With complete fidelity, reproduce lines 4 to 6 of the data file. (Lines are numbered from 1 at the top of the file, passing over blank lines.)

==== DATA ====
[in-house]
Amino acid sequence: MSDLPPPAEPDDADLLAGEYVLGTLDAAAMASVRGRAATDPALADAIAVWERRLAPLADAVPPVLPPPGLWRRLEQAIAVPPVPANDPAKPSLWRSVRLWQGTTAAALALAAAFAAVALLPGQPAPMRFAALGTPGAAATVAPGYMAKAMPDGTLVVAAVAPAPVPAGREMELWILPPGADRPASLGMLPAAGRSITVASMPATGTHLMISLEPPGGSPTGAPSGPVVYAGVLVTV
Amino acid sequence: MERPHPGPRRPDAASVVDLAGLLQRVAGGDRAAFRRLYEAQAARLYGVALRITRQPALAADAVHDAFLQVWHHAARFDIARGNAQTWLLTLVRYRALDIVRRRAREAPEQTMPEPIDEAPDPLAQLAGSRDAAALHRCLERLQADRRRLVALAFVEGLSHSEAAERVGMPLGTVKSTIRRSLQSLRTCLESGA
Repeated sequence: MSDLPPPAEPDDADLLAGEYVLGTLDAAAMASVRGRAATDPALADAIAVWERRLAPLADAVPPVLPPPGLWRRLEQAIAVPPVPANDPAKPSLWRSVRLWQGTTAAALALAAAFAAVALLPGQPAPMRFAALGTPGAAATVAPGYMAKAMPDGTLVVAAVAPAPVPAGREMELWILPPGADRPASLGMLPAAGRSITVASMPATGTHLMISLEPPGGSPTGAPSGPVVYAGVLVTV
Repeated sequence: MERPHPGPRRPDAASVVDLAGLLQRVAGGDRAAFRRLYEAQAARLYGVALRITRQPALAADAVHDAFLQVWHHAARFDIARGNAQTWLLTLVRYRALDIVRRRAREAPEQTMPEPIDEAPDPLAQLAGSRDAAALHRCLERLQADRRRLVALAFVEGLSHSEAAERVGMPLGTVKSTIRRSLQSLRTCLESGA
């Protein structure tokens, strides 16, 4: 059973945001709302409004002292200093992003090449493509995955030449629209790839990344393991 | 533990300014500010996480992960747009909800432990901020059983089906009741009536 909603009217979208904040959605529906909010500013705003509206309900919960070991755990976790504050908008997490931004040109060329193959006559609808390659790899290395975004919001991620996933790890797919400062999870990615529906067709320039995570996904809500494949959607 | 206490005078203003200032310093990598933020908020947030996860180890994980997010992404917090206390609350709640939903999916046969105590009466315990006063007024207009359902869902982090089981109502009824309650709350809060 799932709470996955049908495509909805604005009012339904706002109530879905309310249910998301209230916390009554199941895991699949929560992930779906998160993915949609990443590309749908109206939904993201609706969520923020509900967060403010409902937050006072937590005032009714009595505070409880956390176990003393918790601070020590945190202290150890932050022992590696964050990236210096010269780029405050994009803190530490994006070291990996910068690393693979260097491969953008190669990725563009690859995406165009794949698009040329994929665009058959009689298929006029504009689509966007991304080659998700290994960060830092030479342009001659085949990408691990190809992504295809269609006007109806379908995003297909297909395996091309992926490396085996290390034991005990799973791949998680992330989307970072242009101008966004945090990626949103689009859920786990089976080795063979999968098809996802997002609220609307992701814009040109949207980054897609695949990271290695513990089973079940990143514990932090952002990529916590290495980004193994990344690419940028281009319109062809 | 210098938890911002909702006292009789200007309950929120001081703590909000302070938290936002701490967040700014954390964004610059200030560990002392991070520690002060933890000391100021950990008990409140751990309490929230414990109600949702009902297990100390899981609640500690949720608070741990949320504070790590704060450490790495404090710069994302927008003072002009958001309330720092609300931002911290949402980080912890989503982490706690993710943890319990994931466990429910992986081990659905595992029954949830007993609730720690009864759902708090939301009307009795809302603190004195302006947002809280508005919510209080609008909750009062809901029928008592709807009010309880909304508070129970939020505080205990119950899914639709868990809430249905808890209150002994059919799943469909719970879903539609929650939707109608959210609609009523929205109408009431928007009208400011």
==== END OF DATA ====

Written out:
Repeated sequence: MSDLPPPAEPDDADLLAGEYVLGTLDAAAMASVRGRAATDPALADAIAVWERRLAPLADAVPPVLPPPGLWRRLEQAIAVPPVPANDPAKPSLWRSVRLWQGTTAAALALAAAFAAVALLPGQPAPMRFAALGTPGAAATVAPGYMAKAMPDGTLVVAAVAPAPVPAGREMELWILPPGADRPASLGMLPAAGRSITVASMPATGTHLMISLEPPGGSPTGAPSGPVVYAGVLVTV
Repeated sequence: MERPHPGPRRPDAASVVDLAGLLQRVAGGDRAAFRRLYEAQAARLYGVALRITRQPALAADAVHDAFLQVWHHAARFDIARGNAQTWLLTLVRYRALDIVRRRAREAPEQTMPEPIDEAPDPLAQLAGSRDAAALHRCLERLQADRRRLVALAFVEGLSHSEAAERVGMPLGTVKSTIRRSLQSLRTCLESGA
């Protein structure tokens, strides 16, 4: 059973945001709302409004002292200093992003090449493509995955030449629209790839990344393991 | 533990300014500010996480992960747009909800432990901020059983089906009741009536 909603009217979208904040959605529906909010500013705003509206309900919960070991755990976790504050908008997490931004040109060329193959006559609808390659790899290395975004919001991620996933790890797919400062999870990615529906067709320039995570996904809500494949959607 | 206490005078203003200032310093990598933020908020947030996860180890994980997010992404917090206390609350709640939903999916046969105590009466315990006063007024207009359902869902982090089981109502009824309650709350809060 799932709470996955049908495509909805604005009012339904706002109530879905309310249910998301209230916390009554199941895991699949929560992930779906998160993915949609990443590309749908109206939904993201609706969520923020509900967060403010409902937050006072937590005032009714009595505070409880956390176990003393918790601070020590945190202290150890932050022992590696964050990236210096010269780029405050994009803190530490994006070291990996910068690393693979260097491969953008190669990725563009690859995406165009794949698009040329994929665009058959009689298929006029504009689509966007991304080659998700290994960060830092030479342009001659085949990408691990190809992504295809269609006007109806379908995003297909297909395996091309992926490396085996290390034991005990799973791949998680992330989307970072242009101008966004945090990626949103689009859920786990089976080795063979999968098809996802997002609220609307992701814009040109949207980054897609695949990271290695513990089973079940990143514990932090952002990529916590290495980004193994990344690419940028281009319109062809 | 210098938890911002909702006292009789200007309950929120001081703590909000302070938290936002701490967040700014954390964004610059200030560990002392991070520690002060933890000391100021950990008990409140751990309490929230414990109600949702009902297990100390899981609640500690949720608070741990949320504070790590704060450490790495404090710069994302927008003072002009958001309330720092609300931002911290949402980080912890989503982490706690993710943890319990994931466990429910992986081990659905595992029954949830007993609730720690009864759902708090939301009307009795809302603190004195302006947002809280508005919510209080609008909750009062809901029928008592709807009010309880909304508070129970939020505080205990119950899914639709868990809430249905808890209150002994059919799943469909719970879903539609929650939707109608959210609609009523929205109408009431928007009208400011």